The film would make a great companion piece to Mark Achbar and Jennifer Abbott’s The Corporation. I know I for one was checking off the psychopath checklist in my mind as the exploits of another soulless entity ravaged away morality and decency in the calculated struggle for a few more green portraits of Presidents.

The documentary itself, despite massive interest value, does have its weak points. Too many obvious music numbers make the Fahrenheit 9/11 soundtrack look positively subtle in comparison, and the awkward, slovenly out-of-place suicide re-enactment sets the film off to a bumpy start. A few more potholes in the road arrive in the form of reiterated metaphors the film’s talking heads use to incessantly compare Enron to both the “Titanic” and a “house of cards”.

Surely what is most appalling about the Enron debacle is how long it took for the company to crumble after so many years of shifty bookkeeping. Or maybe it’s that the stock prices for the company were able to rise so high with no real assets to back them up. But probably it is these things, a hell of a lot more, and, frighteningly, the fact that it took so long for anyone to (as the company so often promoted itself) ask why.

The film is essential for bringing a human face to the people within Enron. Behind the numbers, the lost jobs, the failing stock, and the scandal we all slightly know, were human beings. How did they get there? How could they have let this happen? They weren’t always monsters were they? Sp what changed them? The film offers us brilliant detail, as well as admirable scope, to a situation we all need to know a little more about.

link directly to this review at http://www.efilmcritic.com/review.php?movie=11202&reviewer=364
originally posted: 05/04/05 08:58:14
[printer] printer-friendly format  
OFFICIAL SELECTION: 2005 Sundance Film Festival. For more in the 2005 Sundance Film Festival series, click here.
OFFICIAL SELECTION: 2005 SXSW Film Festival. For more in the 2005 South By Southwest Film Festival series, click here.
OFFICIAL SELECTION: 2005 Sydney Film Festival For more in the 2005 Sydney Film Festival series, click here.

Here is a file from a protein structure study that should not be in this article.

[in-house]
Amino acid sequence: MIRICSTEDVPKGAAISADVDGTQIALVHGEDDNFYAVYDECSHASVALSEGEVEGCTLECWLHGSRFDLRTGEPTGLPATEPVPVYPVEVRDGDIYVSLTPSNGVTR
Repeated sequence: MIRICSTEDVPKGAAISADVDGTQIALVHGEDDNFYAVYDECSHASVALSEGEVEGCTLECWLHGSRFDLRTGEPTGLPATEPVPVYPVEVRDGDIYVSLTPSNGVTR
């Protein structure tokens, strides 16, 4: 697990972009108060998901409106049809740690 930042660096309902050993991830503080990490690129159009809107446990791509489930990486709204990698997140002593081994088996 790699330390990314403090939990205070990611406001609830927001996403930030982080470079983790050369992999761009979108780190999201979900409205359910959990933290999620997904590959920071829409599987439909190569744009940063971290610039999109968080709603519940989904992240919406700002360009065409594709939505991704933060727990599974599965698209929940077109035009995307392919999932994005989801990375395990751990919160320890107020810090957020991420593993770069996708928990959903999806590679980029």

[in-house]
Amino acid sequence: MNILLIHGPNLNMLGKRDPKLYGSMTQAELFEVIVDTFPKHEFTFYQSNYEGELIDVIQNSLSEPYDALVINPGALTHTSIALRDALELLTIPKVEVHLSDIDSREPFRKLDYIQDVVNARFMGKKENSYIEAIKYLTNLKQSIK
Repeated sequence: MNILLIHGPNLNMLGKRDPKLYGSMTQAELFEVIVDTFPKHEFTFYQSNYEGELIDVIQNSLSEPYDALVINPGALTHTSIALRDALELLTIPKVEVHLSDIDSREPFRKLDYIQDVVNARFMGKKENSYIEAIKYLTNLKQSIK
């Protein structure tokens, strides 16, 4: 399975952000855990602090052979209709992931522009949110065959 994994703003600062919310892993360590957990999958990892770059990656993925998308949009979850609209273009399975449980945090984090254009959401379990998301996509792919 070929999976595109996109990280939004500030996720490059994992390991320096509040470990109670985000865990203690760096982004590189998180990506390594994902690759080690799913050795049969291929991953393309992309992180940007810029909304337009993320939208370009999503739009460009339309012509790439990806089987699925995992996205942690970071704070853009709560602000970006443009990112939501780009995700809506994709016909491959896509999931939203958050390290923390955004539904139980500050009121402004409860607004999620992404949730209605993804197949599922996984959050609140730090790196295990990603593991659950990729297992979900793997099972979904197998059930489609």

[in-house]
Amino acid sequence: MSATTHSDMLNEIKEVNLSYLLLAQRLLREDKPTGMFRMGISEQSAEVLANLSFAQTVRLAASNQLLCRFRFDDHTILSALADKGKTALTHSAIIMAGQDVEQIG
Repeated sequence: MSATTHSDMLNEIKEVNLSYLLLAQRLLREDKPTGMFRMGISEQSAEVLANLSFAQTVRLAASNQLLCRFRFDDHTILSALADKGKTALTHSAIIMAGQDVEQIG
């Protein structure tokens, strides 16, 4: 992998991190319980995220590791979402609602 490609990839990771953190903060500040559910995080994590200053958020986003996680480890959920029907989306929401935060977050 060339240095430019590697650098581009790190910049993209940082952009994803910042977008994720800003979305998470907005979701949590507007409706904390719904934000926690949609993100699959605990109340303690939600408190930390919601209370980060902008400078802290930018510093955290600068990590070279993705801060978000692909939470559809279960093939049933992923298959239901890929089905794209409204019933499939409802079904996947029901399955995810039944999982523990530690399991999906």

User Comments

10/28/09 the dork knight Very effective and digging deep into the psyche of the suits in charge. Greatest con ever? 5 stars
3/01/08 mormor613 should be required viewing in ethics, business courses 4 stars
2/13/07 johnnyfog A little too dramatized, but unmasks total stupidity of Wall Street 5 stars
8/17/06 Mary Beth brilliant; watched it twice and read the book after 5 stars
5/18/06 Phil M. Aficionado EricDSnider never HEARD of Enron before the scandal? Really? Stunning. Great film. 5 stars
5/16/06 ERIC MAKE ME THINK OF HOW TO MAKE EASY MONEY 5 stars
11/22/05 giang gghhjjj 4 stars
5/31/05 frekko I liked this even though i did not know the whole story about enron. 5 stars
5/06/05 Michelle Lofton unbelievably believable! 5 stars
5/05/05 Christy Schultz Makes you think about things 4 stars
5/02/05 Dorothy Malm good movie, thankfully this kind of business practice is illegal now. 4 stars
4/20/05 Monster W. Kung These people make me wanna vomit. 5 stars
4/17/05 Kathleen Cunningham This film should help to make the scales fall from the eyes of the American public. 5 stars
IF YOU'VE SEEN THIS FILM, RATE IT!
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USA
  22-Apr-2005 (R)
  DVD: 17-Jan-2006

UK
  N/A

Australia
  13-Oct-2005


Directed by
  Alex Gibney

Written by
  (documentary)

Cast
  John Beard
  Jim Chanos
  Carol Coale
  Peter Coyote
  Gray Davis